Benton Township seeks to replace police, fire millage

By Tony Wittkowski | Business Reporter | The Herald-Palladium

BENTON TOWNSHIP — Funding for Benton Township fire and police support is up for consideration on the Aug. 2 primary ballot.

In previous years, the police and fire operating millage were each 3 mills. Since they expired in 2015, both face millage renewals.

In March, trustees approved a resolution to submit a replacement levy of 6 mills for police and fire on the Aug. 2 ballot. The millage would last 10 years, through 2025. When the millage was last renewed, it was 3 mills for fire and 3 mills for police. It is now being presented as 6 mills for police and fire.

Benton Township Comptroller Kelli Nelson said there is no increase in how much the township is seeking from taxpayers.

“This millage request is essentially a renewal, but must be called a replacement because the name of the proposed millage is being changed and the two previously separate millages are being combined into one,” Nelson said.

The previous two millage levies were last renewed in 2010 for five years each. It is now being put up to a vote for 10 years.

The millage would raise about $2.4 million in its first year. Residents with a home valued at $100,000 would pay around $300 a year for the levy.

If approved, the tax revenue raised by the millage request would be placed in a fund for both police and fire and can be allocated to either department based on the operational needs of the departments, Nelson said.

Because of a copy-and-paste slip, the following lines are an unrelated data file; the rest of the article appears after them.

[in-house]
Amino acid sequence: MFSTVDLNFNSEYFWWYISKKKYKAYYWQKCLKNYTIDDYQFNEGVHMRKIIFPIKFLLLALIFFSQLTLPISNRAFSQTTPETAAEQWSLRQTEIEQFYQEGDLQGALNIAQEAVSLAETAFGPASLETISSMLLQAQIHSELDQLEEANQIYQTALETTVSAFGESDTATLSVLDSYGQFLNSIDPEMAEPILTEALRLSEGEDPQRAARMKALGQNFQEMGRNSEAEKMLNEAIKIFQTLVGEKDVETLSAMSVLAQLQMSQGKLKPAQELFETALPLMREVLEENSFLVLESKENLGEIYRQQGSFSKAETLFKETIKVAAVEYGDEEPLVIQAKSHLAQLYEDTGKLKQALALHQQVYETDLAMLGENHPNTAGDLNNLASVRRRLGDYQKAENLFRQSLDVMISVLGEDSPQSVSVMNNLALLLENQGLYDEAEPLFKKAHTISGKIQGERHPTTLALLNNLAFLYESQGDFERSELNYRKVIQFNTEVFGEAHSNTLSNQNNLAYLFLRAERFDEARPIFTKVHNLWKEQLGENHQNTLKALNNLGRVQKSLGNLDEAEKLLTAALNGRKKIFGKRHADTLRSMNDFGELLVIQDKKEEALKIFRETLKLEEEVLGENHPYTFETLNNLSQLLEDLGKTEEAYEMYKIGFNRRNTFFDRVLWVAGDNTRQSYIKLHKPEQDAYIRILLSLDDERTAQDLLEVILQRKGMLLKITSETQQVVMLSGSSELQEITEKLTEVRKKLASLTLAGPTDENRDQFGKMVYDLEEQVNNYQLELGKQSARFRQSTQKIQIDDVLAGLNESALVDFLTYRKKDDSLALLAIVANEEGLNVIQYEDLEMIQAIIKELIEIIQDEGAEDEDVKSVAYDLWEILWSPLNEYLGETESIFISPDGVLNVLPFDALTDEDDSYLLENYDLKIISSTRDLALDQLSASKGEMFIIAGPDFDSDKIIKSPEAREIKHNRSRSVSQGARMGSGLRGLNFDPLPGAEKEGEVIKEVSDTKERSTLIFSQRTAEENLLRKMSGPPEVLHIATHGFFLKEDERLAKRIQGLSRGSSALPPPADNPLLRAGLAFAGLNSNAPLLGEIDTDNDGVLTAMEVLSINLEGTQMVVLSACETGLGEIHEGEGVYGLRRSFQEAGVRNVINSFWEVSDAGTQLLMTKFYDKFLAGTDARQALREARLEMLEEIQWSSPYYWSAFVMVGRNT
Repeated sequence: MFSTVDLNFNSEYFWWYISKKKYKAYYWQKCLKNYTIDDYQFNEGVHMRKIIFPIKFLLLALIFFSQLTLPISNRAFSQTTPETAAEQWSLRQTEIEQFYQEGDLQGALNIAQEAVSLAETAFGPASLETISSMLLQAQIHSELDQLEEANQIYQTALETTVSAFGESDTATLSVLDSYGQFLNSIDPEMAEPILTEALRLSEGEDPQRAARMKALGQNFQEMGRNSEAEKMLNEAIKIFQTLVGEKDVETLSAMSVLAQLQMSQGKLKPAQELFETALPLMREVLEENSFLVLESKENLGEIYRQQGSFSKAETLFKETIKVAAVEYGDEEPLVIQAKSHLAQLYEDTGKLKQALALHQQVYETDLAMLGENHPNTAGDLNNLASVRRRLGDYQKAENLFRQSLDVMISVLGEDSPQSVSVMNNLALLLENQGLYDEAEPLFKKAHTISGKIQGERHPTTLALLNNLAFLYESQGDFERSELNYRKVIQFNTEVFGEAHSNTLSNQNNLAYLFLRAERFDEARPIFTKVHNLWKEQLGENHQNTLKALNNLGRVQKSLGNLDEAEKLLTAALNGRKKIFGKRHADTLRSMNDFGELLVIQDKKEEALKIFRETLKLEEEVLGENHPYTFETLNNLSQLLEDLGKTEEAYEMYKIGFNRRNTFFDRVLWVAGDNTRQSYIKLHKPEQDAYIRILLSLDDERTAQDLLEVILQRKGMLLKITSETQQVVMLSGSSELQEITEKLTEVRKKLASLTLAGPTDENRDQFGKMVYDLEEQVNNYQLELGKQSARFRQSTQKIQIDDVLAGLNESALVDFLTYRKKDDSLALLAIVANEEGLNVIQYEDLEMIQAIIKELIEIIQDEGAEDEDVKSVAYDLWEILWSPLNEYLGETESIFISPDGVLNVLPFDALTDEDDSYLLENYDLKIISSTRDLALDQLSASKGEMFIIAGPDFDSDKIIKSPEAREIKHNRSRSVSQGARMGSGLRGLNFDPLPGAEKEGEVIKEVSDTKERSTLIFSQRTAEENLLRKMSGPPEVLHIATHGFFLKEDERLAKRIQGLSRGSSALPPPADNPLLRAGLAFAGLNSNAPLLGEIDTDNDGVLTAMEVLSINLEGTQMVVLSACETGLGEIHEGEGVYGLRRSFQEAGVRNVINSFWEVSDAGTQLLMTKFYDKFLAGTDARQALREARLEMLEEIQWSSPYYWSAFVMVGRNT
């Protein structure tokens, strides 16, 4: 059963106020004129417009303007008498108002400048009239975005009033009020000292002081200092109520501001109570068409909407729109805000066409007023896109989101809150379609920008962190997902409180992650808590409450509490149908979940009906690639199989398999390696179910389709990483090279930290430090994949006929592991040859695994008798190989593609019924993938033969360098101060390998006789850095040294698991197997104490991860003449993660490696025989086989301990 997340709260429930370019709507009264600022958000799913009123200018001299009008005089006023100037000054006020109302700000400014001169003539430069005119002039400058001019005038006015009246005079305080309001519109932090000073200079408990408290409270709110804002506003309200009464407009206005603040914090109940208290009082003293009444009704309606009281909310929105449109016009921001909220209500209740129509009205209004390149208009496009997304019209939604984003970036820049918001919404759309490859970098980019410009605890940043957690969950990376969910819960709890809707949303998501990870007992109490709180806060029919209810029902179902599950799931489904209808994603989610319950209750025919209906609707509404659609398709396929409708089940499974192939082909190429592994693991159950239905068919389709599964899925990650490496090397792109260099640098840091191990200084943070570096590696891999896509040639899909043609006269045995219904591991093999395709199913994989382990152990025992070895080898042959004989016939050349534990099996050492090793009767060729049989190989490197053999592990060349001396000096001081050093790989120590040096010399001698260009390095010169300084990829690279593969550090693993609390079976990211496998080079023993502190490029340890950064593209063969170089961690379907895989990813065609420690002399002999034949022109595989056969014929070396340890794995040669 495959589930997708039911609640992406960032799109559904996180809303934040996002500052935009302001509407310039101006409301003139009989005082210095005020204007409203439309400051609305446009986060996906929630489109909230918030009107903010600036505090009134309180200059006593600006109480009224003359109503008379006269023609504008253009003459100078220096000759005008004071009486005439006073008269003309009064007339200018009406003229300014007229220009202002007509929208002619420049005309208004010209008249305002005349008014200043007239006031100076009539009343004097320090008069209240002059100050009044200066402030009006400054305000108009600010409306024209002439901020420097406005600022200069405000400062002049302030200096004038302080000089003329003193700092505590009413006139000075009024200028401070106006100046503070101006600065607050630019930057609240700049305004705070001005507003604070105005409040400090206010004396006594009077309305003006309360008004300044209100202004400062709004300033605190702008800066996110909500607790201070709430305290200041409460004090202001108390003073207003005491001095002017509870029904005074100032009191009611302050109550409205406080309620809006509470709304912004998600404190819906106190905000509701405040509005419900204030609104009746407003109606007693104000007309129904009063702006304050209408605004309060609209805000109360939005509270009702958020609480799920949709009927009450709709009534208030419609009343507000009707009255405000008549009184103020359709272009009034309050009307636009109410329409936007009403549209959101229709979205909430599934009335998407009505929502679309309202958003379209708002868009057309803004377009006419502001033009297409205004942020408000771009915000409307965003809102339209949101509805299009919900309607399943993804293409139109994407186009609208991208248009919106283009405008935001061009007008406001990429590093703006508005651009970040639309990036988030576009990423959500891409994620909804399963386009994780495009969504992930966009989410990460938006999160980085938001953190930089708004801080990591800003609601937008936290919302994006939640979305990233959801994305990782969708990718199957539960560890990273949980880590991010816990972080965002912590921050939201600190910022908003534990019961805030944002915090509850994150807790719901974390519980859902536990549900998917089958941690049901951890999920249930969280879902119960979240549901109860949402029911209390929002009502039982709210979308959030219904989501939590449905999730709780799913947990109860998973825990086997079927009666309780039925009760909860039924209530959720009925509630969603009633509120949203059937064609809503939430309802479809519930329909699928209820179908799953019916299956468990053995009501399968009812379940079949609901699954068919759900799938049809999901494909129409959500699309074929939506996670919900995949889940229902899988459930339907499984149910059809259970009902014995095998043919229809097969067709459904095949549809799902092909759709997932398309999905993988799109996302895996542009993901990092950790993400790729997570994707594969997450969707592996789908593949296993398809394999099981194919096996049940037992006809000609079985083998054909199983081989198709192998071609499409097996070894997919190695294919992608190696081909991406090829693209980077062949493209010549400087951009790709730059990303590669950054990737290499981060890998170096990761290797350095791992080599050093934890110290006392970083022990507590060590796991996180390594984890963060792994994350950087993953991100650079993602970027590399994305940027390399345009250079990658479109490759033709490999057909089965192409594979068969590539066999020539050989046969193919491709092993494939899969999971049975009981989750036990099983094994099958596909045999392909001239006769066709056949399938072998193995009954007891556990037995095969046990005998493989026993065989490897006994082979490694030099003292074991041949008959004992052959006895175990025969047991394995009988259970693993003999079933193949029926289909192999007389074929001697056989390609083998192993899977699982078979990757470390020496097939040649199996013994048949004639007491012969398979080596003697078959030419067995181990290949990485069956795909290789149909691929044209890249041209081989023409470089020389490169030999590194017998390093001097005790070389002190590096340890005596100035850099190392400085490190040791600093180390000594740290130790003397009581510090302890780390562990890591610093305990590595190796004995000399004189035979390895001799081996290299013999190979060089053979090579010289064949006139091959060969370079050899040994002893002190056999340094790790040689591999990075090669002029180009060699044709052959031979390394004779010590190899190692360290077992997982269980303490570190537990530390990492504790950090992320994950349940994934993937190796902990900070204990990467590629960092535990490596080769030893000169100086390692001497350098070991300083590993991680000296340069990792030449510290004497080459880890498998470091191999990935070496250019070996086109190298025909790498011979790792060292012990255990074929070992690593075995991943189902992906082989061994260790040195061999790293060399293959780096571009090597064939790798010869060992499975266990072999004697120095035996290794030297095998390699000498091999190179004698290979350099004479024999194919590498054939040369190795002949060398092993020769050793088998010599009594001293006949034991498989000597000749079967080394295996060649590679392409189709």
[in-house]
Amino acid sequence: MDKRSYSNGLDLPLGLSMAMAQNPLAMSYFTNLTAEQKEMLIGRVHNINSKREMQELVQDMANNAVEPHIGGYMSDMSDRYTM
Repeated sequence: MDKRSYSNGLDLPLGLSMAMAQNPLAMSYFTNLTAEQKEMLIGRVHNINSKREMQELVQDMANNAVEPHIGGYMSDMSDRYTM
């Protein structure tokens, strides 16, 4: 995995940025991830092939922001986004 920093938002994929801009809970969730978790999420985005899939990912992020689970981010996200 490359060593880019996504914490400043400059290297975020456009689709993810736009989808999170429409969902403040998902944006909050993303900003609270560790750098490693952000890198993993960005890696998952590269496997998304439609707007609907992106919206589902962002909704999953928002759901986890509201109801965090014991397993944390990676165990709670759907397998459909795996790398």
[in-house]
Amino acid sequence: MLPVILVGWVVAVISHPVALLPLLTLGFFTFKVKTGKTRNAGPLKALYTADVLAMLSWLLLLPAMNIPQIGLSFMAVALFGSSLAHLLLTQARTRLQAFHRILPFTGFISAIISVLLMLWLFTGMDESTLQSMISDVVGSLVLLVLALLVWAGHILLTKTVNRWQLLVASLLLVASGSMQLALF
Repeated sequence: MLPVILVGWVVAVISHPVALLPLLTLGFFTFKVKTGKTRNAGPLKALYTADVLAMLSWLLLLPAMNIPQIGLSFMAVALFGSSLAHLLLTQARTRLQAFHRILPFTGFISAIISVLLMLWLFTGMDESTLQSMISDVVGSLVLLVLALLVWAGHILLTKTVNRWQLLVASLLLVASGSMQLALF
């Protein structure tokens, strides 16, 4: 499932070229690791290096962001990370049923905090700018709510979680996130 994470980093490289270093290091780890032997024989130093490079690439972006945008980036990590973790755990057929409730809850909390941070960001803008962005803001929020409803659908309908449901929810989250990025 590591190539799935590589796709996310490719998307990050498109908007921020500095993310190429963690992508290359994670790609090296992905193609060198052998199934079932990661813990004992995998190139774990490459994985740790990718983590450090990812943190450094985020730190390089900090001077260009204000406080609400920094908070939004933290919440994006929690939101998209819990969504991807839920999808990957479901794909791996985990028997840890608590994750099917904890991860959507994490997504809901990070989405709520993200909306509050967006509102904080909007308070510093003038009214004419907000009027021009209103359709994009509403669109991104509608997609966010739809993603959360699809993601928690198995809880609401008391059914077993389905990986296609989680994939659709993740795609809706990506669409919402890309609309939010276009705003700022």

When a millage is levied for either police or fire, the tax revenue raised must be placed in the respective fund and used only for that purpose.

Township officials began talking about combining the millages in 2014. Nelson their intention was to combine and condense them into one or two millages for “more clarity.”

“The goal is to use the tax revenue in the most effective way possible to provide the best police and fire services possible to the community,” Nelson said. “As always, all money received from police and fire millages are accounted separately from general funds and audited annually by an independent accounting firm.”

What’s the money used for?

Fire Chief Dan Durham said past fire millages have allowed them to provide full-time fire protection for residents.

The fire department uses the majority of its levied funding for staffing purposes.

“Most days it allows us to keep four personnel on a shift so there is no hesitation to go into a structure,” Durham said. “When we respond to a fire, we are required to have two in the structure and two outside it. When you have four on duty, we don’t have to wait for part-time firefighters to get to the station or mutual aid to provide a fourth firefighter. It reduces damage and possibility of life.”

Police Chief Vince Fetke said the police millage has been used to keep officers up to date on technology for the past decade.

From in-car computers used to file paperwork to state-of the art radio systems that are connected to every police agency, Fetke said police presence would not be where it is without taxpayer support.

“The last several years there has been a decrease in staffing to try and save money,” Fetke said. “This will help us operate where we are currently at.”

Added Fetke: “One of the biggest things has been the in-car computer systems we use to access more information in a more time-sensitive way. To complete paperwork in the car, rather than go back to the office, is important. As big as the township is, that cuts down on response time.”

Contact Tony Wittkowski at twittkowski@TheHP.com or (269) 932-0358. Follow him on Twitter: @tonywittkowski.

(Author’s Note: This article was originally published on July 26, 2016)

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